Delegates from the Afghan negotiating team at the first intra-Afghan talks ongoing in Doha have said that an agreement on the procedural rules between the Afghstan government and Taliban could be reached within the next two days.
According to Tolo News, the two sides have agreed upon 18 out of the 20 procedural rules. However, two main articles, which are based on a religious basis for the talks and connection of the US-Taliban deal with the negotiations, are currently unresolved.
Tolo News further reported that the Taliban insisted that in case a dispute emerges during the negotiations, the solution must be sought using the Hanafi jurisprudence and the foundation of the talks must be based on the deal the Taliban signed with the US in February. The Afghan government's team rejected the demands and gave alternate suggestions.
Sources say that US peace envoy Zalmay Khalilzad met with the negotiating teams of both the parties to "end the deadlock of the negotiations.
The peace negotiations between the two teams commenced on September 12, however, direct talks have not started because of disagreement on procedural rules of the negotiations.
Khalilzad landed in Doha two weeks ago but not to mediate between the two sides but for the purpose of implementing the US-Taliban peace agreements and to assist in attempts to reduce violence.
There have been no comments from the Taliban side on the resumption of contact group meetings.
"The contact groups negotiations will potentially resume tonight (Monday)," said Ghulam Farooq Majroh, a delegate from the Islamic Republic of Afghstan, quoted Tolo News. "We will make efforts to agree on a procedure that will ease the negotiations. We hope to expedite the process and address the demand of the war-hit Afghans and we also hope to see flexibility from the other side."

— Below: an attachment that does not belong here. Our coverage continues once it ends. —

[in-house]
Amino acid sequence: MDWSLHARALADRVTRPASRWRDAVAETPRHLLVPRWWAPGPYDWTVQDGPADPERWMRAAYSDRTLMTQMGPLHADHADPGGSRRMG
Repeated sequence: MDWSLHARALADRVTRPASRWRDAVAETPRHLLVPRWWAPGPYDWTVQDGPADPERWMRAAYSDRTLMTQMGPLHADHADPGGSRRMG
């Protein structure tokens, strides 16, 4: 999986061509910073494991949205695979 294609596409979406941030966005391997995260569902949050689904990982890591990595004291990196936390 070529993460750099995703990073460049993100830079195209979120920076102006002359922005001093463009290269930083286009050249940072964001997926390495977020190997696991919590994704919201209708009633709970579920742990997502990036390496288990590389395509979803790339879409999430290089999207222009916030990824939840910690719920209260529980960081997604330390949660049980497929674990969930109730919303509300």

More suggestions were put to the table to overcome the rift between both parties. According to sources from Qatar, one of the suggestions has been to add the US Security Council Resolution to the talks with the US-Taliban deal to be part of the procedure of the negotiations. The resolution "does not recognize" the Islamic Emirate of the Taliban and has mentioned the republic as the Afghan government.
The other option included removing the two disputed points from the procedural rules for the negotiations.
"There isn't any problem in the process that doesn't have a solution. There is a need to work on the mechsms and agree on one and begin formal negotiations," said Sharifa Zurmati, member of the republic's negotiating team, as quoted by Tolo News.
Idris Rahm, a US-based analyst, said, "Breaking the deadlock in the ongoing talks in Qatar has three solutions: First, more cooperation should be done with Americans to ease their (Taliban's) stance. The second solution goes through Islamabad and you can work diplomatically with Islamabad to put pressure on the Taliban. The third solution goes through the battlefield."
The Doha talks -- with the hope of ending the war in Afghstan -- commenced on September 12 and so far the contact groups from both sides have held eight meetings to discuss procedural rules. However, no meetings have been held in the last 12 days, according to delegates.
( With inputs from ANI )
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